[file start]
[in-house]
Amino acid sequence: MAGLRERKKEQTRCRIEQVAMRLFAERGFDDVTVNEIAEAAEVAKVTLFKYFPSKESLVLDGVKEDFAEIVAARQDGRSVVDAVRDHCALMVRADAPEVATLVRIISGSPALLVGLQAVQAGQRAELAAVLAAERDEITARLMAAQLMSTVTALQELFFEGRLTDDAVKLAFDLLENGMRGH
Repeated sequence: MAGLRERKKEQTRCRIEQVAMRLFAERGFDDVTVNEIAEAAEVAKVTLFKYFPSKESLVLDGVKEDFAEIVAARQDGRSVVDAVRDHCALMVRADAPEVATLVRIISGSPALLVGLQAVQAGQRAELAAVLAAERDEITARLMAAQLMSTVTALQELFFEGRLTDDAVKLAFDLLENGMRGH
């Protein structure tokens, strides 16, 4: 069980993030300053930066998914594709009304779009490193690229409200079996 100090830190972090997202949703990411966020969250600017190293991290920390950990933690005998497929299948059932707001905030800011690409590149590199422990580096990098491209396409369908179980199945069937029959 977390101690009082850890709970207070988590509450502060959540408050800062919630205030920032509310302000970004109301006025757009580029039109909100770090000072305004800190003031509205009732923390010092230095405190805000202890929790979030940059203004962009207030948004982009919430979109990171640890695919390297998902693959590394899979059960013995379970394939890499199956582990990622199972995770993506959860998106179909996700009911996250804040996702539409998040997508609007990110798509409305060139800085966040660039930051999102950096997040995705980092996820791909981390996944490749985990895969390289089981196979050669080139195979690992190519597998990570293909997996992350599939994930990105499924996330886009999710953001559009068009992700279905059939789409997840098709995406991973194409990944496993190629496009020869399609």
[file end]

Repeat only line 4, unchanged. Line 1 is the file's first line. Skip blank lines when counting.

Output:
């Protein structure tokens, strides 16, 4: 069980993030300053930066998914594709009304779009490193690229409200079996 100090830190972090997202949703990411966020969250600017190293991290920390950990933690005998497929299948059932707001905030800011690409590149590199422990580096990098491209396409369908179980199945069937029959 977390101690009082850890709970207070988590509450502060959540408050800062919630205030920032509310302000970004109301006025757009580029039109909100770090000072305004800190003031509205009732923390010092230095405190805000202890929790979030940059203004962009207030948004982009919430979109990171640890695919390297998902693959590394899979059960013995379970394939890499199956582990990622199972995770993506959860998106179909996700009911996250804040996702539409998040997508609007990110798509409305060139800085966040660039930051999102950096997040995705980092996820791909981390996944490749985990895969390289089981196979050669080139195979690992190519597998990570293909997996992350599939994930990105499924996330886009999710953001559009068009992700279905059939789409997840098709995406991973194409990944496993190629496009020869399609």